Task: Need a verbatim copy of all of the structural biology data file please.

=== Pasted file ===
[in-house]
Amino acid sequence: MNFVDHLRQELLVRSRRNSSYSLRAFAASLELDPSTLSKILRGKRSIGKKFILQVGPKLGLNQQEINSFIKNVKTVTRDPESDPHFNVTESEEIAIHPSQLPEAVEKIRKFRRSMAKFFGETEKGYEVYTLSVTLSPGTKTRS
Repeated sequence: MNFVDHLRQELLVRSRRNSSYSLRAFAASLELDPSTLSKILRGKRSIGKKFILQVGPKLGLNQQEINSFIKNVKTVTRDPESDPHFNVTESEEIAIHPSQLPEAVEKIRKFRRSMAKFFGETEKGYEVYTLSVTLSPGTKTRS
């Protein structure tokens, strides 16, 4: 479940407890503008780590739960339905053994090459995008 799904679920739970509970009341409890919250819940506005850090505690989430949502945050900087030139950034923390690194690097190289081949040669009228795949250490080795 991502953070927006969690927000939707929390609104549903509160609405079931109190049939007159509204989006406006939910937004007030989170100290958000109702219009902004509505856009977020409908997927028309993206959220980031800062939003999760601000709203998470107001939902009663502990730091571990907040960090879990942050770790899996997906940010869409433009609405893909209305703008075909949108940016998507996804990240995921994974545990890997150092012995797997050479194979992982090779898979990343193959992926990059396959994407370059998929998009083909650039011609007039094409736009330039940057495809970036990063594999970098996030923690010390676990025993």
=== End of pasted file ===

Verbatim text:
[in-house]
Amino acid sequence: MNFVDHLRQELLVRSRRNSSYSLRAFAASLELDPSTLSKILRGKRSIGKKFILQVGPKLGLNQQEINSFIKNVKTVTRDPESDPHFNVTESEEIAIHPSQLPEAVEKIRKFRRSMAKFFGETEKGYEVYTLSVTLSPGTKTRS
Repeated sequence: MNFVDHLRQELLVRSRRNSSYSLRAFAASLELDPSTLSKILRGKRSIGKKFILQVGPKLGLNQQEINSFIKNVKTVTRDPESDPHFNVTESEEIAIHPSQLPEAVEKIRKFRRSMAKFFGETEKGYEVYTLSVTLSPGTKTRS
């Protein structure tokens, strides 16, 4: 479940407890503008780590739960339905053994090459995008 799904679920739970509970009341409890919250819940506005850090505690989430949502945050900087030139950034923390690194690097190289081949040669009228795949250490080795 991502953070927006969690927000939707929390609104549903509160609405079931109190049939007159509204989006406006939910937004007030989170100290958000109702219009902004509505856009977020409908997927028309993206959220980031800062939003999760601000709203998470107001939902009663502990730091571990907040960090879990942050770790899996997906940010869409433009609405893909209305703008075909949108940016998507996804990240995921994974545990890997150092012995797997050479194979992982090779898979990343193959992926990059396959994407370059998929998009083909650039011609007039094409736009330039940057495809970036990063594999970098996030923690010390676990025993």